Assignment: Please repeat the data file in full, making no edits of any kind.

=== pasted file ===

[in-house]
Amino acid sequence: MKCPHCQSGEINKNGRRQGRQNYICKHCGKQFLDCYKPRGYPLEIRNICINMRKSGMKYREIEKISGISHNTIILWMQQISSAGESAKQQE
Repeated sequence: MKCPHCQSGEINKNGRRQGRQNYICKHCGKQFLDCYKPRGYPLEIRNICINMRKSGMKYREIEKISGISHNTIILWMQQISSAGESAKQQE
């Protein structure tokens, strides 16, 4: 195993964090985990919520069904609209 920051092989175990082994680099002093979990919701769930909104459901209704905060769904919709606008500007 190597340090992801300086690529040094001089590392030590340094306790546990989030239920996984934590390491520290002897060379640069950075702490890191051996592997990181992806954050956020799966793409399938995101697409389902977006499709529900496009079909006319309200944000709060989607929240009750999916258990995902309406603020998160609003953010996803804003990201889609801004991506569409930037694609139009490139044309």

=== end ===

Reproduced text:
[in-house]
Amino acid sequence: MKCPHCQSGEINKNGRRQGRQNYICKHCGKQFLDCYKPRGYPLEIRNICINMRKSGMKYREIEKISGISHNTIILWMQQISSAGESAKQQE
Repeated sequence: MKCPHCQSGEINKNGRRQGRQNYICKHCGKQFLDCYKPRGYPLEIRNICINMRKSGMKYREIEKISGISHNTIILWMQQISSAGESAKQQE
């Protein structure tokens, strides 16, 4: 195993964090985990919520069904609209 920051092989175990082994680099002093979990919701769930909104459901209704905060769904919709606008500007 190597340090992801300086690529040094001089590392030590340094306790546990989030239920996984934590390491520290002897060379640069950075702490890191051996592997990181992806954050956020799966793409399938995101697409389902977006499709529900496009079909006319309200944000709060989607929240009750999916258990995902309406603020998160609003953010996803804003990201889609801004991506569409930037694609139009490139044309």